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# Height of Binary Tree

The height or depth of a binary tree can be defined as the maximum or the largest number of edges from a leaf node to the root node or root node to the leaf node. The root node will be at level zero that means if the root node doesn’t have any of the child nodes connected to it then the height or depth of the particular binary tree is said to be zero.

Let us take an example for a better understanding of the height of the binary tree.

In the above image, we have a binary tree starting from the root node named A. The root node A is having two child nodes B and C as the left child and right child respectively. And similarly left child node B has only one left child node named D and right child node C has two child nodes E and F from which node E has node G as the only left child.

Now let’s calculate the height of this binary tree. Count the number of edges starting from the root node to the deepest leaf node for calculating the height of the binary tree. The deepest node that is present in this binary tree is the node G. So, for the calculation of the height or depth of this binary tree we need to calculate the number of edges between the root node and the deepest node G. The first edge is from node A to node C, the second edge is from the node C to node E and the third edge is from the node E to node G. So, for traversing from the root node A to the deepest node G there are three edges, so the height or depth of the binary tree is 3. The path that we followed to move from the root to the deepest leaf node is A > C > E > G and this path covers three edges during the traversal, that is why according to the definition of the height of the binary tree the height of this binary tree is 3.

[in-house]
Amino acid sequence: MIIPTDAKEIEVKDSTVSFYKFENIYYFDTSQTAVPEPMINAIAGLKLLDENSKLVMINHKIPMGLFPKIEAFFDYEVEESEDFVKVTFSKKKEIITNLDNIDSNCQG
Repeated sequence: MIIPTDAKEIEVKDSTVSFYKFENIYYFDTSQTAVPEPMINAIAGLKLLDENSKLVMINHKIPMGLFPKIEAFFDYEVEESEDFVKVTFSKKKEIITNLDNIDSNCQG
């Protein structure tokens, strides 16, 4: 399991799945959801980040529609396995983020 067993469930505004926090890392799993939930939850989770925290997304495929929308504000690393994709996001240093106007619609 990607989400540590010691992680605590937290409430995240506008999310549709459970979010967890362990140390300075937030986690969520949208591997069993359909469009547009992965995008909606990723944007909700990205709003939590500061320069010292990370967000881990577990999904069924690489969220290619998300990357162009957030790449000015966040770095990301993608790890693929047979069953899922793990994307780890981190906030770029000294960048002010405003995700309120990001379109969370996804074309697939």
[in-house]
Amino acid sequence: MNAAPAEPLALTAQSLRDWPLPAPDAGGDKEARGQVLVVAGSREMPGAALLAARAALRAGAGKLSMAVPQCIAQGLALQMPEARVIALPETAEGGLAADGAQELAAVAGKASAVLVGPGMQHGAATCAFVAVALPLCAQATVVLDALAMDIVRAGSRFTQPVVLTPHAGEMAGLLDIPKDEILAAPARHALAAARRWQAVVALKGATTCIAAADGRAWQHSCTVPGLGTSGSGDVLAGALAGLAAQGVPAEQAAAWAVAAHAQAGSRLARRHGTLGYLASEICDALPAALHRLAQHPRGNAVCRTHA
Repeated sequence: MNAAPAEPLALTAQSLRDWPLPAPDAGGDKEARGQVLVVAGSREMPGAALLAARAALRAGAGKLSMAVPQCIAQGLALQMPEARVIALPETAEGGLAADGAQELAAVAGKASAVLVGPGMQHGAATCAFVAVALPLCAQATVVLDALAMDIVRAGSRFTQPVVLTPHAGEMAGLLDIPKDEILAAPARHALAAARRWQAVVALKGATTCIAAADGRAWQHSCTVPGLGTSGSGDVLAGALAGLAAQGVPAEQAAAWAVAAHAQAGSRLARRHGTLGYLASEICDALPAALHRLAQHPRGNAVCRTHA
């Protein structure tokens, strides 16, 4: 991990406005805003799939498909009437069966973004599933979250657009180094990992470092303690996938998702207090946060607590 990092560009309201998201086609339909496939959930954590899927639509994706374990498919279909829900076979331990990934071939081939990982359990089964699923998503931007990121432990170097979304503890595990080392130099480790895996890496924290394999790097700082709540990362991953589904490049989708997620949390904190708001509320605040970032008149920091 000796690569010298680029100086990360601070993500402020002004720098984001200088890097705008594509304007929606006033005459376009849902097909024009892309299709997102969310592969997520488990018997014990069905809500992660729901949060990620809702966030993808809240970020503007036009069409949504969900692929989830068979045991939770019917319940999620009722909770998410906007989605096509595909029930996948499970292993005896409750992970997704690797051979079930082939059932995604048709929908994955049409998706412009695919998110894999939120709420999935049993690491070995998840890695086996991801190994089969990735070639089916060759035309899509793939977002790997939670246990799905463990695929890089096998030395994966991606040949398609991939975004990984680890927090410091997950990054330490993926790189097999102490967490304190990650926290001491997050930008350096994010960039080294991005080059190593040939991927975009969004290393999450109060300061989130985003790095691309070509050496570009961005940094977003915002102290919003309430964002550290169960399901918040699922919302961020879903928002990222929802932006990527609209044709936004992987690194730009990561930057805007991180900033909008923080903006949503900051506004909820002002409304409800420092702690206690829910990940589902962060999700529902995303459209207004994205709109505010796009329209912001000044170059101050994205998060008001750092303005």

## Ways to Find Height of Binary Tree

Now, let us write code to find the height of a binary tree. There are two ways to find the height of the binary tree. One is the **recursive method** and the other one is the **non-recursive method** that will make use of the Queue data structure to calculate the height of the binary tree.

### Recursive Way

First, let’s see the recursive way to find the height of the binary tree.

**Code:**

**Output:** The output of the above code is:

Printing the nodes of tree level wise: Level order traversal: (level 0) 150 (level 1) 250 270 (level 2) 320 350 The height of the Binary tree is: 2

In a recursive way, we have called the **height()** function repeatedly to find the height of the binary tree. The root node of the binary tree is passed as a parameter to the height() function. The height() function calculates the height of both the subtrees of the root node and which one among both of the heights is higher is considered as the height of the binary tree.

### Non-Recursive Way

Now let see the non-recursive way to find the height of the binary tree.

**Code:**

**Output:**

The Height(Depth) of the tree is: 2

In this approach, we have used a non recursive way to find the depth of the binary tree. To find the height of the binary tree, we have written a function named height that will require a parameter of Node type (that means the root of the binary tree whose height needs to be calculated). The root of the binary tree is present at level zero, which means the height or depth of the root is zero.

In the non recursive approach, we use the Queue Data Structure to find the depth of the binary tree. The nodes of the binary tree for which we want to find the depth are added to the Queue data structure with the help of an enqueue operation to which the node of the binary tree is passed as a parameter to this function.

Once all the nodes are added to the queue, the nodes added in the queue are removed by calling the dequeue function that will keep on removing one element from the queue until the null node of the binary tree is encountered. Each time a node of the binary tree from the queue is removed, the depth variable representing the depth of the binary tree is incremented by one. And in the end, the value of the depth variable will represent the final depth of the binary tree.